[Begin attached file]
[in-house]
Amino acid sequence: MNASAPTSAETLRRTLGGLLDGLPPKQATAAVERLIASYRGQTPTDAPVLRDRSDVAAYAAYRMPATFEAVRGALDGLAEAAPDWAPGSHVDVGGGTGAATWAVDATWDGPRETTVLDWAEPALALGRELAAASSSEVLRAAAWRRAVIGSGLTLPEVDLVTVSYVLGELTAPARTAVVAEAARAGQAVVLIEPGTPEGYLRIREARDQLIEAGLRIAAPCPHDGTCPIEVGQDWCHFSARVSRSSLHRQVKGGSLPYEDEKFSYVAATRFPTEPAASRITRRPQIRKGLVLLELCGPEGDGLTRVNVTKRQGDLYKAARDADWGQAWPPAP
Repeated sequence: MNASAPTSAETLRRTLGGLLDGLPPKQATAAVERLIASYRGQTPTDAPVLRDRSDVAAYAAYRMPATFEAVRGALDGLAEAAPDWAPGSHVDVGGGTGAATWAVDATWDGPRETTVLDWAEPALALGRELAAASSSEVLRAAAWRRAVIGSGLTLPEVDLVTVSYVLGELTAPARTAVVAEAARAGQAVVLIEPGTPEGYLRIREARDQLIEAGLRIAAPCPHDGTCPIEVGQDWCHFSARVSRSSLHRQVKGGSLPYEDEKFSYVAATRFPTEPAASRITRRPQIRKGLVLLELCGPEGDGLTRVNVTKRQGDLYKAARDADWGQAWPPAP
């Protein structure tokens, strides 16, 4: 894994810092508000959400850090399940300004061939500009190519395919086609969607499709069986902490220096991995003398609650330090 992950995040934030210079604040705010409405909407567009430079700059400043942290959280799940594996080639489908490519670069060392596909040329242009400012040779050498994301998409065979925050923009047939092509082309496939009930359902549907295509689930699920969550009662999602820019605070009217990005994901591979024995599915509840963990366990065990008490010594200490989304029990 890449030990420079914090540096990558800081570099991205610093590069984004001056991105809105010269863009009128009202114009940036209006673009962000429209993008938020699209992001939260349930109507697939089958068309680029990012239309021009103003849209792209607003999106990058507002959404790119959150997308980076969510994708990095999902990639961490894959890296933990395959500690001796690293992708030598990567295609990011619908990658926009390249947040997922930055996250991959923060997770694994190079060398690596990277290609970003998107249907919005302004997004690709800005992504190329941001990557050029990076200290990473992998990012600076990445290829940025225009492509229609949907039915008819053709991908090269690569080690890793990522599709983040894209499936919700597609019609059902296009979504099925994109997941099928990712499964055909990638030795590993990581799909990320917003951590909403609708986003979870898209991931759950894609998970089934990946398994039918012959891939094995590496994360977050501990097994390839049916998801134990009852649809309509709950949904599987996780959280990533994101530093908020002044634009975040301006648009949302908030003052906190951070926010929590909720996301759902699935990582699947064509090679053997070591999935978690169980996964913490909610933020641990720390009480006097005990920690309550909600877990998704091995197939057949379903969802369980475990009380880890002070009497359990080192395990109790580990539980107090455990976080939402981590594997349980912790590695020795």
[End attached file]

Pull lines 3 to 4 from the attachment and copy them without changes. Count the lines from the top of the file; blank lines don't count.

Repeated sequence: MNASAPTSAETLRRTLGGLLDGLPPKQATAAVERLIASYRGQTPTDAPVLRDRSDVAAYAAYRMPATFEAVRGALDGLAEAAPDWAPGSHVDVGGGTGAATWAVDATWDGPRETTVLDWAEPALALGRELAAASSSEVLRAAAWRRAVIGSGLTLPEVDLVTVSYVLGELTAPARTAVVAEAARAGQAVVLIEPGTPEGYLRIREARDQLIEAGLRIAAPCPHDGTCPIEVGQDWCHFSARVSRSSLHRQVKGGSLPYEDEKFSYVAATRFPTEPAASRITRRPQIRKGLVLLELCGPEGDGLTRVNVTKRQGDLYKAARDADWGQAWPPAP
């Protein structure tokens, strides 16, 4: 894994810092508000959400850090399940300004061939500009190519395919086609969607499709069986902490220096991995003398609650330090 992950995040934030210079604040705010409405909407567009430079700059400043942290959280799940594996080639489908490519670069060392596909040329242009400012040779050498994301998409065979925050923009047939092509082309496939009930359902549907295509689930699920969550009662999602820019605070009217990005994901591979024995599915509840963990366990065990008490010594200490989304029990 890449030990420079914090540096990558800081570099991205610093590069984004001056991105809105010269863009009128009202114009940036209006673009962000429209993008938020699209992001939260349930109507697939089958068309680029990012239309021009103003849209792209607003999106990058507002959404790119959150997308980076969510994708990095999902990639961490894959890296933990395959500690001796690293992708030598990567295609990011619908990658926009390249947040997922930055996250991959923060997770694994190079060398690596990277290609970003998107249907919005302004997004690709800005992504190329941001990557050029990076200290990473992998990012600076990445290829940025225009492509229609949907039915008819053709991908090269690569080690890793990522599709983040894209499936919700597609019609059902296009979504099925994109997941099928990712499964055909990638030795590993990581799909990320917003951590909403609708986003979870898209991931759950894609998970089934990946398994039918012959891939094995590496994360977050501990097994390839049916998801134990009852649809309509709950949904599987996780959280990533994101530093908020002044634009975040301006648009949302908030003052906190951070926010929590909720996301759902699935990582699947064509090679053997070591999935978690169980996964913490909610933020641990720390009480006097005990920690309550909600877990998704091995197939057949379903969802369980475990009380880890002070009497359990080192395990109790580990539980107090455990976080939402981590594997349980912790590695020795």